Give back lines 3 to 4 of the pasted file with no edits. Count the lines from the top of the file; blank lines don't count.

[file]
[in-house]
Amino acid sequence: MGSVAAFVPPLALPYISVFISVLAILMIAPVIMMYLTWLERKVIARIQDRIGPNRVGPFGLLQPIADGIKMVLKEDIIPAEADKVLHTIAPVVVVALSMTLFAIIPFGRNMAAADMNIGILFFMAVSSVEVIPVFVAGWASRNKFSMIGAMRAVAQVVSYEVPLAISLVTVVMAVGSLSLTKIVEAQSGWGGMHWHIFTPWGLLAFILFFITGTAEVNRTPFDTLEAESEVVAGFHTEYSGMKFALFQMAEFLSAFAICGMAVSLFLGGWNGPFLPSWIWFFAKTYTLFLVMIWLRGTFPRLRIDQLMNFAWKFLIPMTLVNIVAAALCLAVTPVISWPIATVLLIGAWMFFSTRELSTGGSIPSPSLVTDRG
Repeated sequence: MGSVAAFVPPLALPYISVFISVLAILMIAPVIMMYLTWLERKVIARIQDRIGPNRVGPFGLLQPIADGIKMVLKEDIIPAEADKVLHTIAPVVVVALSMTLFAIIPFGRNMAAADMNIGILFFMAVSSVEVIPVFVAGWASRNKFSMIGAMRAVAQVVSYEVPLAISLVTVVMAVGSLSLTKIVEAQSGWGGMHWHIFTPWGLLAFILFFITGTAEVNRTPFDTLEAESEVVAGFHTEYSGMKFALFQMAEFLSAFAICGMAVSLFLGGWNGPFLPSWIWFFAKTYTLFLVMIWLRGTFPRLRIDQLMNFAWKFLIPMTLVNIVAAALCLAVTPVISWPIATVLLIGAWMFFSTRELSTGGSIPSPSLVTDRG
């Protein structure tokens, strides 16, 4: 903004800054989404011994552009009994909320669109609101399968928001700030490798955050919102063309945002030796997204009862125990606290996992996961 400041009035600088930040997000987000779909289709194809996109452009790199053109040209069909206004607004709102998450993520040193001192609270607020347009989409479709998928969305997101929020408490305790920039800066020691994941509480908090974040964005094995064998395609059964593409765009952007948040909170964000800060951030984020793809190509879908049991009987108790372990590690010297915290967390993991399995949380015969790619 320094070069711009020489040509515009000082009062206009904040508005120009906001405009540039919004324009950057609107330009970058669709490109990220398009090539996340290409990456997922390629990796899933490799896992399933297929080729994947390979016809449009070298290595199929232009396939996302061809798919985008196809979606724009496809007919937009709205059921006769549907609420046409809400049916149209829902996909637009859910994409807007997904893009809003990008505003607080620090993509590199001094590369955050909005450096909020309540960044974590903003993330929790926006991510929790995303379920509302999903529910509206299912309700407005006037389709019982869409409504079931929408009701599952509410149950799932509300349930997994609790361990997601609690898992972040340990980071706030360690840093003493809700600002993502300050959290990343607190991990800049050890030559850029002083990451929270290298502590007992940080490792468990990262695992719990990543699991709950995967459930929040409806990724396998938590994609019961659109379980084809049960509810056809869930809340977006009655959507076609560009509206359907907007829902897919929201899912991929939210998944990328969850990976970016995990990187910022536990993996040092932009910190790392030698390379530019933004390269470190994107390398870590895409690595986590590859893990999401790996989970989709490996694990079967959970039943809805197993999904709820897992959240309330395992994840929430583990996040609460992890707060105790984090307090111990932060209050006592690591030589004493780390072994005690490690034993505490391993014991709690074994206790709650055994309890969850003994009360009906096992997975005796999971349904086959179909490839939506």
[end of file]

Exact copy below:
Repeated sequence: MGSVAAFVPPLALPYISVFISVLAILMIAPVIMMYLTWLERKVIARIQDRIGPNRVGPFGLLQPIADGIKMVLKEDIIPAEADKVLHTIAPVVVVALSMTLFAIIPFGRNMAAADMNIGILFFMAVSSVEVIPVFVAGWASRNKFSMIGAMRAVAQVVSYEVPLAISLVTVVMAVGSLSLTKIVEAQSGWGGMHWHIFTPWGLLAFILFFITGTAEVNRTPFDTLEAESEVVAGFHTEYSGMKFALFQMAEFLSAFAICGMAVSLFLGGWNGPFLPSWIWFFAKTYTLFLVMIWLRGTFPRLRIDQLMNFAWKFLIPMTLVNIVAAALCLAVTPVISWPIATVLLIGAWMFFSTRELSTGGSIPSPSLVTDRG
């Protein structure tokens, strides 16, 4: 903004800054989404011994552009009994909320669109609101399968928001700030490798955050919102063309945002030796997204009862125990606290996992996961 400041009035600088930040997000987000779909289709194809996109452009790199053109040209069909206004607004709102998450993520040193001192609270607020347009989409479709998928969305997101929020408490305790920039800066020691994941509480908090974040964005094995064998395609059964593409765009952007948040909170964000800060951030984020793809190509879908049991009987108790372990590690010297915290967390993991399995949380015969790619 320094070069711009020489040509515009000082009062206009904040508005120009906001405009540039919004324009950057609107330009970058669709490109990220398009090539996340290409990456997922390629990796899933490799896992399933297929080729994947390979016809449009070298290595199929232009396939996302061809798919985008196809979606724009496809007919937009709205059921006769549907609420046409809400049916149209829902996909637009859910994409807007997904893009809003990008505003607080620090993509590199001094590369955050909005450096909020309540960044974590903003993330929790926006991510929790995303379920509302999903529910509206299912309700407005006037389709019982869409409504079931929408009701599952509410149950799932509300349930997994609790361990997601609690898992972040340990980071706030360690840093003493809700600002993502300050959290990343607190991990800049050890030559850029002083990451929270290298502590007992940080490792468990990262695992719990990543699991709950995967459930929040409806990724396998938590994609019961659109379980084809049960509810056809869930809340977006009655959507076609560009509206359907907007829902897919929201899912991929939210998944990328969850990976970016995990990187910022536990993996040092932009910190790392030698390379530019933004390269470190994107390398870590895409690595986590590859893990999401790996989970989709490996694990079967959970039943809805197993999904709820897992959240309330395992994840929430583990996040609460992890707060105790984090307090111990932060209050006592690591030589004493780390072994005690490690034993505490391993014991709690074994206790709650055994309890969850003994009360009906096992997975005796999971349904086959179909490839939506």